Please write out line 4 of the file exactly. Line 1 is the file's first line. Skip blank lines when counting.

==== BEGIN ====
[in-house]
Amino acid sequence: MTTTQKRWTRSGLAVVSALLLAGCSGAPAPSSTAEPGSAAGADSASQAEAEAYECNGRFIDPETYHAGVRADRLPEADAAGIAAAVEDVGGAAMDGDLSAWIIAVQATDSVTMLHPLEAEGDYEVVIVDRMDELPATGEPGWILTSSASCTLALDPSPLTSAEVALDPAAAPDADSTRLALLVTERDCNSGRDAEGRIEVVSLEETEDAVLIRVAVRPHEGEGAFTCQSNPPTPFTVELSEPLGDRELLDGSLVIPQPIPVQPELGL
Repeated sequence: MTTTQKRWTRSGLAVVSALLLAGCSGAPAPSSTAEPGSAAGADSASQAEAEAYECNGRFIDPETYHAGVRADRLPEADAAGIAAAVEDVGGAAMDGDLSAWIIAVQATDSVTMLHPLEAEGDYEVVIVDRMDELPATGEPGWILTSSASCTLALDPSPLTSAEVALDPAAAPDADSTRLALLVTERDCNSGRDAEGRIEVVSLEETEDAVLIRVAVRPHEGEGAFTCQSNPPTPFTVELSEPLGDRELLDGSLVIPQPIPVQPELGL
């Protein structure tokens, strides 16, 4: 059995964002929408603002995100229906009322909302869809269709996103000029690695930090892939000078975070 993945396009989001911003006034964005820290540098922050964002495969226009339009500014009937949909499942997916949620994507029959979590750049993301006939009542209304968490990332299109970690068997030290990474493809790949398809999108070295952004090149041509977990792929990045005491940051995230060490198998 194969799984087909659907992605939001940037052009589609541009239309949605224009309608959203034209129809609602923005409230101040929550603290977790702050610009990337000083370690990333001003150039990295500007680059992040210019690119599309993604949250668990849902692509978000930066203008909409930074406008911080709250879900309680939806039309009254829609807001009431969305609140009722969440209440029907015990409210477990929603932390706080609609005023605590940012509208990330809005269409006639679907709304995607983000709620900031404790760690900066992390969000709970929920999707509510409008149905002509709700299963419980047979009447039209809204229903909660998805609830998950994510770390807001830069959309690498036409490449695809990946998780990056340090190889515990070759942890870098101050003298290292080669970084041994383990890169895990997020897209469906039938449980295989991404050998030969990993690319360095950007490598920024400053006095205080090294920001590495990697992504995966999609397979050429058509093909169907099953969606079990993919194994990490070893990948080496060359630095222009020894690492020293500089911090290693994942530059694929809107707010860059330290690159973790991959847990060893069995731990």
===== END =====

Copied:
């Protein structure tokens, strides 16, 4: 059995964002929408603002995100229906009322909302869809269709996103000029690695930090892939000078975070 993945396009989001911003006034964005820290540098922050964002495969226009339009500014009937949909499942997916949620994507029959979590750049993301006939009542209304968490990332299109970690068997030290990474493809790949398809999108070295952004090149041509977990792929990045005491940051995230060490198998 194969799984087909659907992605939001940037052009589609541009239309949605224009309608959203034209129809609602923005409230101040929550603290977790702050610009990337000083370690990333001003150039990295500007680059992040210019690119599309993604949250668990849902692509978000930066203008909409930074406008911080709250879900309680939806039309009254829609807001009431969305609140009722969440209440029907015990409210477990929603932390706080609609005023605590940012509208990330809005269409006639679907709304995607983000709620900031404790760690900066992390969000709970929920999707509510409008149905002509709700299963419980047979009447039209809204229903909660998805609830998950994510770390807001830069959309690498036409490449695809990946998780990056340090190889515990070759942890870098101050003298290292080669970084041994383990890169895990997020897209469906039938449980295989991404050998030969990993690319360095950007490598920024400053006095205080090294920001590495990697992504995966999609397979050429058509093909169907099953969606079990993919194994990490070893990948080496060359630095222009020894690492020293500089911090290693994942530059694929809107707010860059330290690159973790991959847990060893069995731990």